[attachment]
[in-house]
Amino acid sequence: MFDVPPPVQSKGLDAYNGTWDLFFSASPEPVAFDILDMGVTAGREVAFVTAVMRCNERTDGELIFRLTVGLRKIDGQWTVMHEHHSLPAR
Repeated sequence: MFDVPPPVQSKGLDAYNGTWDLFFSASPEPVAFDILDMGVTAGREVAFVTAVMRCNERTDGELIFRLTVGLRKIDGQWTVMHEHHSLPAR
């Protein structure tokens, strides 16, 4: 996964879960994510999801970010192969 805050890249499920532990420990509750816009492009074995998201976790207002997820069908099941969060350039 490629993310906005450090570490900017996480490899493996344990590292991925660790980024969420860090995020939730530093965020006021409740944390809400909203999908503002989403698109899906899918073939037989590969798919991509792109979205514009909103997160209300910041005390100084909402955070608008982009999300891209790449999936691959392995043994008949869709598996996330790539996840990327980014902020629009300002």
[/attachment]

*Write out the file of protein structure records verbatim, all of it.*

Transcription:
[in-house]
Amino acid sequence: MFDVPPPVQSKGLDAYNGTWDLFFSASPEPVAFDILDMGVTAGREVAFVTAVMRCNERTDGELIFRLTVGLRKIDGQWTVMHEHHSLPAR
Repeated sequence: MFDVPPPVQSKGLDAYNGTWDLFFSASPEPVAFDILDMGVTAGREVAFVTAVMRCNERTDGELIFRLTVGLRKIDGQWTVMHEHHSLPAR
């Protein structure tokens, strides 16, 4: 996964879960994510999801970010192969 805050890249499920532990420990509750816009492009074995998201976790207002997820069908099941969060350039 490629993310906005450090570490900017996480490899493996344990590292991925660790980024969420860090995020939730530093965020006021409740944390809400909203999908503002989403698109899906899918073939037989590969798919991509792109979205514009909103997160209300910041005390100084909402955070608008982009999300891209790449999936691959392995043994008949869709598996996330790539996840990327980014902020629009300002």